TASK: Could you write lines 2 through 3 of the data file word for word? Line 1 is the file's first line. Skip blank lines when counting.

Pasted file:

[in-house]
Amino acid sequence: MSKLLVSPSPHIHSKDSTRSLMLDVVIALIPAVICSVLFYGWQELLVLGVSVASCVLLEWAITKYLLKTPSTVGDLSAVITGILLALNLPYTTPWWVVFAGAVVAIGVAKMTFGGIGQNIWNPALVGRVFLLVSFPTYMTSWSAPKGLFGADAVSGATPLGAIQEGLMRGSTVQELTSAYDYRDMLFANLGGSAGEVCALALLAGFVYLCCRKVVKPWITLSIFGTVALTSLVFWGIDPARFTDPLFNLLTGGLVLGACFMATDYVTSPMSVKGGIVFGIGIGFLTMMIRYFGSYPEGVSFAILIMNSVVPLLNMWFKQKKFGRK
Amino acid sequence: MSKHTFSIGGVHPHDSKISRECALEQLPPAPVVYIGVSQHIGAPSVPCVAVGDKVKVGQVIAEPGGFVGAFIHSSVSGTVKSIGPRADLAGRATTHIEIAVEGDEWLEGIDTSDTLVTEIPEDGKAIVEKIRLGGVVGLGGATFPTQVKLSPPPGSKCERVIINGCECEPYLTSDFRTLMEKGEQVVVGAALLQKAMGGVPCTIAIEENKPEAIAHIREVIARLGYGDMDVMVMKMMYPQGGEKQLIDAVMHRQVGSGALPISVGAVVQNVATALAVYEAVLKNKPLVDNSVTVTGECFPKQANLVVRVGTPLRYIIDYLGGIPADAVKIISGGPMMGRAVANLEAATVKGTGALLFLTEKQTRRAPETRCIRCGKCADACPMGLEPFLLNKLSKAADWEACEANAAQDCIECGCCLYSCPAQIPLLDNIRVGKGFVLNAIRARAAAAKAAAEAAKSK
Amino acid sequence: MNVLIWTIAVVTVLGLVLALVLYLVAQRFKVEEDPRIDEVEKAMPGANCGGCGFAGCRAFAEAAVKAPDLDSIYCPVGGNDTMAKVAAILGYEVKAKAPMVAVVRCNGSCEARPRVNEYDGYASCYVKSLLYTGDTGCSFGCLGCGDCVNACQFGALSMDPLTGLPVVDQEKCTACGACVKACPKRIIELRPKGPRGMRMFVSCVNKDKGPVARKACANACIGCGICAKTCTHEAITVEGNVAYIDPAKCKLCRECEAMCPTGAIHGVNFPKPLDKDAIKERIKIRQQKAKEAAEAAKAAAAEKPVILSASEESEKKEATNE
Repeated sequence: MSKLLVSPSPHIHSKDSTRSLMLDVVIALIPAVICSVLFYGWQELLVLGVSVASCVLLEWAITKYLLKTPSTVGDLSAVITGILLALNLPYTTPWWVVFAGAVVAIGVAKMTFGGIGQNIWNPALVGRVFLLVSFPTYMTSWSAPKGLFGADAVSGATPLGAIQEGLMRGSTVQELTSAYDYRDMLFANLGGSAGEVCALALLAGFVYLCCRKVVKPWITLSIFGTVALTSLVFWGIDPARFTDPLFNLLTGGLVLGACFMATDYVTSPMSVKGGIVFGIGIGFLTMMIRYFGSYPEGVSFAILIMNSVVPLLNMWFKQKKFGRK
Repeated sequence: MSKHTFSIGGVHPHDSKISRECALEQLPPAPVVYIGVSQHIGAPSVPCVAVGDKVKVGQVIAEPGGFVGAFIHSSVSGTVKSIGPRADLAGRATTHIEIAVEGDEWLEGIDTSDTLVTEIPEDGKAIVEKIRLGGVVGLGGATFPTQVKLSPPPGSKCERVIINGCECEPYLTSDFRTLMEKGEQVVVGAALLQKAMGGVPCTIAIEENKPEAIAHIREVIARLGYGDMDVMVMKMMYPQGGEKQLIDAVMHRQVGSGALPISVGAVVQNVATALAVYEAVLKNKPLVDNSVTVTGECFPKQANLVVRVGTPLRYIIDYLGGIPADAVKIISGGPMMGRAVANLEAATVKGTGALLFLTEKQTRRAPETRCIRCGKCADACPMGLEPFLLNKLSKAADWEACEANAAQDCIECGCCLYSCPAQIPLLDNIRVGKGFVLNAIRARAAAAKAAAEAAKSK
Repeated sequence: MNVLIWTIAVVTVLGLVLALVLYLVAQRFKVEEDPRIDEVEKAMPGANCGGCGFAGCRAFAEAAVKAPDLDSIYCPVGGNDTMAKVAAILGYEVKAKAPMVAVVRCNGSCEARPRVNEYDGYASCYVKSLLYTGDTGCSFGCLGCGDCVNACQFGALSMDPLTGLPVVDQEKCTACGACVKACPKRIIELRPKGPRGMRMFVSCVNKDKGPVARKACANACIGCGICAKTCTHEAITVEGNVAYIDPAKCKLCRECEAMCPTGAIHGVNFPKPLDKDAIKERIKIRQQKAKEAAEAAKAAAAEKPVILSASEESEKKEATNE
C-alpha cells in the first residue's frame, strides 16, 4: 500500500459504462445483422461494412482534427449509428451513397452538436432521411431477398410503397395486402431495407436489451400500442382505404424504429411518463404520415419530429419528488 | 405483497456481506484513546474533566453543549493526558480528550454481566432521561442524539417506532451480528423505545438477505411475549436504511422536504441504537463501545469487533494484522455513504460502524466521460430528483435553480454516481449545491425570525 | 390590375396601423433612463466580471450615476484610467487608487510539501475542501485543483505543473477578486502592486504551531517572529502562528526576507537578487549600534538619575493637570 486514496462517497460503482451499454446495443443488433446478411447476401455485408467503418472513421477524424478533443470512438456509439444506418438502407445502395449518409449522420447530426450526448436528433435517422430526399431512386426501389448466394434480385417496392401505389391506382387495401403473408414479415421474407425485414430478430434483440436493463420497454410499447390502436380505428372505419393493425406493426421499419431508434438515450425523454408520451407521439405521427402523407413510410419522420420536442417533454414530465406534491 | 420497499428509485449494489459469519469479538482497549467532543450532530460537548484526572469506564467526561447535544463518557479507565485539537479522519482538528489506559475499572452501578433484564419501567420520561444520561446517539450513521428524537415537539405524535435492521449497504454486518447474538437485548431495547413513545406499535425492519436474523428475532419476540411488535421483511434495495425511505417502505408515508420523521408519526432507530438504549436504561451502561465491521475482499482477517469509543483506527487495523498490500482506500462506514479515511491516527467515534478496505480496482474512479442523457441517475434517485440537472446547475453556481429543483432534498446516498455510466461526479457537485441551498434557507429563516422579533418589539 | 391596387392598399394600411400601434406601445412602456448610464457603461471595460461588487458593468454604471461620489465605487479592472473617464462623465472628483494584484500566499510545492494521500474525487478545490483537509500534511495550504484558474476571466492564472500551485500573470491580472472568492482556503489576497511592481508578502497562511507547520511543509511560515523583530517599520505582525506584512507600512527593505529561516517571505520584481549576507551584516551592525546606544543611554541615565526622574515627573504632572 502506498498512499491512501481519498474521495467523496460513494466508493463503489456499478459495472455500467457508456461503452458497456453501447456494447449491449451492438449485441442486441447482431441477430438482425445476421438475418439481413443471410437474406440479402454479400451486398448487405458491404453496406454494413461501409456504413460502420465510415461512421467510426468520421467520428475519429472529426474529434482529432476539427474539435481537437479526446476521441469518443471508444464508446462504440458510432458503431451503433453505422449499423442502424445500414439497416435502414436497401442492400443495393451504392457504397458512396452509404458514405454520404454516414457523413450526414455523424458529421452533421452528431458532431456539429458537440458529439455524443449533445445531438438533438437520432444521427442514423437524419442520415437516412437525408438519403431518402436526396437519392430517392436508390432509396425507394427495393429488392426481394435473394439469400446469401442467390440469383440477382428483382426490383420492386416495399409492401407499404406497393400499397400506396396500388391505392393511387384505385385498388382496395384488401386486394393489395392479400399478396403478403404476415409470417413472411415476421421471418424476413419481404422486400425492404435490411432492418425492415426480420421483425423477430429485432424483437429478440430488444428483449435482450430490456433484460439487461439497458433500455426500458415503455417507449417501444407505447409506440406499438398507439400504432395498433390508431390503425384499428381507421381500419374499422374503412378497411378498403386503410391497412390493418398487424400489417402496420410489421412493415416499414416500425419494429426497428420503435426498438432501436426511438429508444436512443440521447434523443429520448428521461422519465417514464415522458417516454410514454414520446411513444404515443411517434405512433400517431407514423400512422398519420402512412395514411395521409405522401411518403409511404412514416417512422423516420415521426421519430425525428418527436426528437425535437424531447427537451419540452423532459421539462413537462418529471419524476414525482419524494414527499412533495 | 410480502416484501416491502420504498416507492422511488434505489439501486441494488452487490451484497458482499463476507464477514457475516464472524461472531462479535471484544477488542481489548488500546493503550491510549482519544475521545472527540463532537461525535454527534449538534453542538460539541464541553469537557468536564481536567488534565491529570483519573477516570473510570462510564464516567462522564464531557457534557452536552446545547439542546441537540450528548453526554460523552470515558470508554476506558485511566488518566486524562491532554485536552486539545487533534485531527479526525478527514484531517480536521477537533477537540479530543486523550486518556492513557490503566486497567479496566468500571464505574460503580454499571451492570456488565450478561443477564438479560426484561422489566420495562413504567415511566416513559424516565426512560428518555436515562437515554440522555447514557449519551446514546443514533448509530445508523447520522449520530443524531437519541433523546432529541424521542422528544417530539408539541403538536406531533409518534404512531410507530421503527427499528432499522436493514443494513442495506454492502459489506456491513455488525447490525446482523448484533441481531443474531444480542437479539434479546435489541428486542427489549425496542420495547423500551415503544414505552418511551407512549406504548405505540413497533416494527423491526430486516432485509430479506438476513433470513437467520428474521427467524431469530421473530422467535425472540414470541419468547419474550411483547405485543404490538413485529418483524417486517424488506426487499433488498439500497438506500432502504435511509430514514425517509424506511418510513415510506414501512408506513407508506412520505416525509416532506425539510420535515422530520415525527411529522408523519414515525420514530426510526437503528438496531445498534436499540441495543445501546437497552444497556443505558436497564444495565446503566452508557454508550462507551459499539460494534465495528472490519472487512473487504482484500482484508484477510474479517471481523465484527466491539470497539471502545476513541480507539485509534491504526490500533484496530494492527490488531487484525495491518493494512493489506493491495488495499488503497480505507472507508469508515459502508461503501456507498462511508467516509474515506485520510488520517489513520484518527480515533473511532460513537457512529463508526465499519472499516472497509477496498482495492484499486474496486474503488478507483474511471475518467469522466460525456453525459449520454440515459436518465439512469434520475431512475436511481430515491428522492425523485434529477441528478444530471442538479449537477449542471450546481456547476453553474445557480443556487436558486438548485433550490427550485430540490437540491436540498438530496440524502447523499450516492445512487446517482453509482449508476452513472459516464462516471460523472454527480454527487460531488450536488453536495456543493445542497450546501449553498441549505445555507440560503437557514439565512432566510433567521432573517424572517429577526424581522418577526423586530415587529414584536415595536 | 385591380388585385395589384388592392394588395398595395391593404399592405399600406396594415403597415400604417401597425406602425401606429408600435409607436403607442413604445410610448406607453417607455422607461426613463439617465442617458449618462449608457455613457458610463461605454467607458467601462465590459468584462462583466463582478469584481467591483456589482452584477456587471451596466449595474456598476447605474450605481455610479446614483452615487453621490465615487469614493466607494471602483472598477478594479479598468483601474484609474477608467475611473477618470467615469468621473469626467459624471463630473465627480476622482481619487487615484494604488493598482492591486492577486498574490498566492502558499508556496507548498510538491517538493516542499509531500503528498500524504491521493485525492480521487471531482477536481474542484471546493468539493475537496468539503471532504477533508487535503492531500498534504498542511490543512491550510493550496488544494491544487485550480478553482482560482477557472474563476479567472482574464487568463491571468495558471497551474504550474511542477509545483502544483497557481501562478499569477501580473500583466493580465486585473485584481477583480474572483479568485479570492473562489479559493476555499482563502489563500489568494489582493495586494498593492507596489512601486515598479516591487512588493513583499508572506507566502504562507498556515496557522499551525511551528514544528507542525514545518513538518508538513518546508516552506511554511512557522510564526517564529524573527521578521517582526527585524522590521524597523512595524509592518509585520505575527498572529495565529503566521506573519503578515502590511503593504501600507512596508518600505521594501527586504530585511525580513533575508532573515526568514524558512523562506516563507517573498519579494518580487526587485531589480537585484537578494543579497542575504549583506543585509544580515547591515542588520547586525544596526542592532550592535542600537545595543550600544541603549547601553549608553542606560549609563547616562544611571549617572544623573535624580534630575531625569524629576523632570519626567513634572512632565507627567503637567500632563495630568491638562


Amino acid sequence: MSKLLVSPSPHIHSKDSTRSLMLDVVIALIPAVICSVLFYGWQELLVLGVSVASCVLLEWAITKYLLKTPSTVGDLSAVITGILLALNLPYTTPWWVVFAGAVVAIGVAKMTFGGIGQNIWNPALVGRVFLLVSFPTYMTSWSAPKGLFGADAVSGATPLGAIQEGLMRGSTVQELTSAYDYRDMLFANLGGSAGEVCALALLAGFVYLCCRKVVKPWITLSIFGTVALTSLVFWGIDPARFTDPLFNLLTGGLVLGACFMATDYVTSPMSVKGGIVFGIGIGFLTMMIRYFGSYPEGVSFAILIMNSVVPLLNMWFKQKKFGRK
Amino acid sequence: MSKHTFSIGGVHPHDSKISRECALEQLPPAPVVYIGVSQHIGAPSVPCVAVGDKVKVGQVIAEPGGFVGAFIHSSVSGTVKSIGPRADLAGRATTHIEIAVEGDEWLEGIDTSDTLVTEIPEDGKAIVEKIRLGGVVGLGGATFPTQVKLSPPPGSKCERVIINGCECEPYLTSDFRTLMEKGEQVVVGAALLQKAMGGVPCTIAIEENKPEAIAHIREVIARLGYGDMDVMVMKMMYPQGGEKQLIDAVMHRQVGSGALPISVGAVVQNVATALAVYEAVLKNKPLVDNSVTVTGECFPKQANLVVRVGTPLRYIIDYLGGIPADAVKIISGGPMMGRAVANLEAATVKGTGALLFLTEKQTRRAPETRCIRCGKCADACPMGLEPFLLNKLSKAADWEACEANAAQDCIECGCCLYSCPAQIPLLDNIRVGKGFVLNAIRARAAAAKAAAEAAKSK